Yahoo scrap looms as Icahn launches coup

They've already rebuffed Bill Gates, but Yahoo's directors might find Carl Icahn a tougher proposition...

Last Updated: 31 Aug 2010

Carl Icahn, the billionaire hedge fund boss renowned as one of the world’s most aggressive corporate raiders, has now set his sights on internet giant Yahoo. Icahn is hopping mad that Yahoo’s board decided to reject Microsoft’s $47bn offer (a 72% premium to its share price) without consulting shareholders, and is now seeking to get rid of every last one of them – to be replaced by Icahn himself and nine carefully-selected chums. If his boardroom coup succeeds, he plans to get straight back on the phone to Microsoft.

In a letter to the board, Icahn said he was ‘perplexed by the board’s actions’, suggesting the directors had ‘acted irrationally and lost the faith of shareholders and Microsoft’ by rejecting the bid. It was also ‘unconscionable’ that shareholders were not consulted – because a tie-up was clearly Yahoo’s best chance of competing with Google. ‘It is quite obvious that Microsoft’s bid of $33 per share is a superior alternative to Yahoo’s prospects on a standalone basis’, he growled.

Icahn has spent the last month accumulating a 4% stake in Yahoo at a cost of about $1bn, and he’s seeking regulatory permission to snap up another $2.5bn of shares in the coming week – so he’s going to be hard to ignore (he also claims to be speaking for other minority shareholders, although nobody seems entirely sure how many). And with the stock price now languishing well below Microsoft’s $33-per-share offer, he clearly thinks there are easy pickings to be made.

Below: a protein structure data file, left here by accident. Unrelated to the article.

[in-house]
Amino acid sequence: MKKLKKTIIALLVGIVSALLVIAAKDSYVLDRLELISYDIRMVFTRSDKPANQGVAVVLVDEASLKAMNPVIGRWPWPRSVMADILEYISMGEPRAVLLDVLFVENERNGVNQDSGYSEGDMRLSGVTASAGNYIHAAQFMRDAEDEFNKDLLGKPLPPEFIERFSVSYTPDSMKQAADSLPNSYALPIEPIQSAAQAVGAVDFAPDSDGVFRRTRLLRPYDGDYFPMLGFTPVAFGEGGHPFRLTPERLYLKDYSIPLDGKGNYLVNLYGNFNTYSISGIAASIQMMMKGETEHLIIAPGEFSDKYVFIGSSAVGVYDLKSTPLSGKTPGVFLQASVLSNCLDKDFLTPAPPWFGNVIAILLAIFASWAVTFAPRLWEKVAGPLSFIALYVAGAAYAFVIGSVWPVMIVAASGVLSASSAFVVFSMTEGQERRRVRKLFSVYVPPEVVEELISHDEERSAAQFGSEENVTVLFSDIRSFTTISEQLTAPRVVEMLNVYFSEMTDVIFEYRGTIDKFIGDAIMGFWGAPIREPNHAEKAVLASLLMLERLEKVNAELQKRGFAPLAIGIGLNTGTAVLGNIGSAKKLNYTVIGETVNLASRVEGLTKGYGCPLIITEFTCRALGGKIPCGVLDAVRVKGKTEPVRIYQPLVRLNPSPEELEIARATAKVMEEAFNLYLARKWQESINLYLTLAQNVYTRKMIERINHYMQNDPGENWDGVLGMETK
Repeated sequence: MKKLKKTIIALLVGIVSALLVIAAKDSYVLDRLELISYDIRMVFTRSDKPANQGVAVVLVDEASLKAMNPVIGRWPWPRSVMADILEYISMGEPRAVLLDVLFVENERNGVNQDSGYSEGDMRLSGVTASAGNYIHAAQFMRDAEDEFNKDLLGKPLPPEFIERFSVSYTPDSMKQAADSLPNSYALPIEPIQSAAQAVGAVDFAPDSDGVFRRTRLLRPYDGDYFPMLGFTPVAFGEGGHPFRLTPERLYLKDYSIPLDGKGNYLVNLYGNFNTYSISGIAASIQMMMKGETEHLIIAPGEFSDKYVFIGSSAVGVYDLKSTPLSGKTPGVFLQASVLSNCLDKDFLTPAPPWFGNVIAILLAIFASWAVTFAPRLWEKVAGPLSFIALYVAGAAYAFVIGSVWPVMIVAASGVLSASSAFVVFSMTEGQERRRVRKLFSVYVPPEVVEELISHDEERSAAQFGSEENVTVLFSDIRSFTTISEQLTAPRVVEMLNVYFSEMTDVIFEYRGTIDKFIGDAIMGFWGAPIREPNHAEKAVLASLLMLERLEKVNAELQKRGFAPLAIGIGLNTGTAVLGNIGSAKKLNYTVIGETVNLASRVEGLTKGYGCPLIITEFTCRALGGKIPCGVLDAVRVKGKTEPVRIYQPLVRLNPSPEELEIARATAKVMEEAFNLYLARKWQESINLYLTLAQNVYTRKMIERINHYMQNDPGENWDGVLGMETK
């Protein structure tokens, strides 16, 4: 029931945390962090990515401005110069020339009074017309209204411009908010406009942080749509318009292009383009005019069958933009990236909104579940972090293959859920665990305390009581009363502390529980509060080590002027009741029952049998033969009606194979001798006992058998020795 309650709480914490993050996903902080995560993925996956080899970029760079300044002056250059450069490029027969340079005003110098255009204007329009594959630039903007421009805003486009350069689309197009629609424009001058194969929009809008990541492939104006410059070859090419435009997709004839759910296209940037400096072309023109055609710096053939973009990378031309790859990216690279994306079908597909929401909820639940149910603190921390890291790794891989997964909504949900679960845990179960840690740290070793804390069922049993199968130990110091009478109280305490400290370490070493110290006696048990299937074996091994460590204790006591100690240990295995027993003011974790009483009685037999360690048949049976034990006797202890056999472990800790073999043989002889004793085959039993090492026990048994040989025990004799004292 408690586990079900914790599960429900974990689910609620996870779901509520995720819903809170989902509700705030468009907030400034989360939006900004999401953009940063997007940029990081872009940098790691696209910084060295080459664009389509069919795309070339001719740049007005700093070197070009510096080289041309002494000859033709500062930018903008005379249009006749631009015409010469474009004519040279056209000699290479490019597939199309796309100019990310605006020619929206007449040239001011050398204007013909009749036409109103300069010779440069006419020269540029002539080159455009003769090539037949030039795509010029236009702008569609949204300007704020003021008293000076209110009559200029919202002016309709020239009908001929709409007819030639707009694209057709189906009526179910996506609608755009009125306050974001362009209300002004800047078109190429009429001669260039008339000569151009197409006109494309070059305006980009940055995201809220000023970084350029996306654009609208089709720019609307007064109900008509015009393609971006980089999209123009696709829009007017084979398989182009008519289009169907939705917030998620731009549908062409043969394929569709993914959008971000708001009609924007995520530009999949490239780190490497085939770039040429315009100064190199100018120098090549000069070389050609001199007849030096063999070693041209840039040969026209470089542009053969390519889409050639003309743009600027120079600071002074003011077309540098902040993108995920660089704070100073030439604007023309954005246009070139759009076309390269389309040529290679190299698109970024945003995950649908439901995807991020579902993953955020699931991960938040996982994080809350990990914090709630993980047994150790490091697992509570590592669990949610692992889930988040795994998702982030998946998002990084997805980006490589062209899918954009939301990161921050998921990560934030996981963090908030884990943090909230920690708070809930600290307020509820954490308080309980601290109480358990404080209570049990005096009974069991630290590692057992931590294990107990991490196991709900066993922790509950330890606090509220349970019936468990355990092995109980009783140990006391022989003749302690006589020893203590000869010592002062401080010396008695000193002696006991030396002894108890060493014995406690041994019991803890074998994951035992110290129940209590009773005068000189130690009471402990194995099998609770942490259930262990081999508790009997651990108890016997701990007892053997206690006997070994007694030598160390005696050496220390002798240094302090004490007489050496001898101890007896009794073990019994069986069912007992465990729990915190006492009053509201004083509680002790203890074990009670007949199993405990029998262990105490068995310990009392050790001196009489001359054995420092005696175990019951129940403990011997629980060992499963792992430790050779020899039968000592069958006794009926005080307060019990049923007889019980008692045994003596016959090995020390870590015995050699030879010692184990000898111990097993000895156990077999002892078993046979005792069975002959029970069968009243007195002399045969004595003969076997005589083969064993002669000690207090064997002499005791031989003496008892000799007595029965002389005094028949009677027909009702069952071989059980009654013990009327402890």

Of course, this whole plan is predicated on the assumption that Microsoft is still willing to play ball. Having gone off in a sulk after Yahoo rejected what seemed like a pretty generous offer, CEO Steve Ballmer has actually said that his pursuit of Yahoo is over – he’s since been linked with a possible approach for AOL or Facebook (although this may have been a cunning plan to make Yahoo jealous). As a result, Yahoo doesn’t technically have a bid on the table at the moment – as the board was quick to point out in its riposte to Icahn today (in which they basically suggested that the corporate raider didn’t have a clue what he was talking about).

However, we find it a bit hard to believe that Steve will refuse to take the call if he’s being offered a deal at the same kind of price as before. And either way, now that Icahn’s in town, it’s going to be a very uncomfortable few weeks for Yahoo CEO Jerry Yang and his fellow directors...

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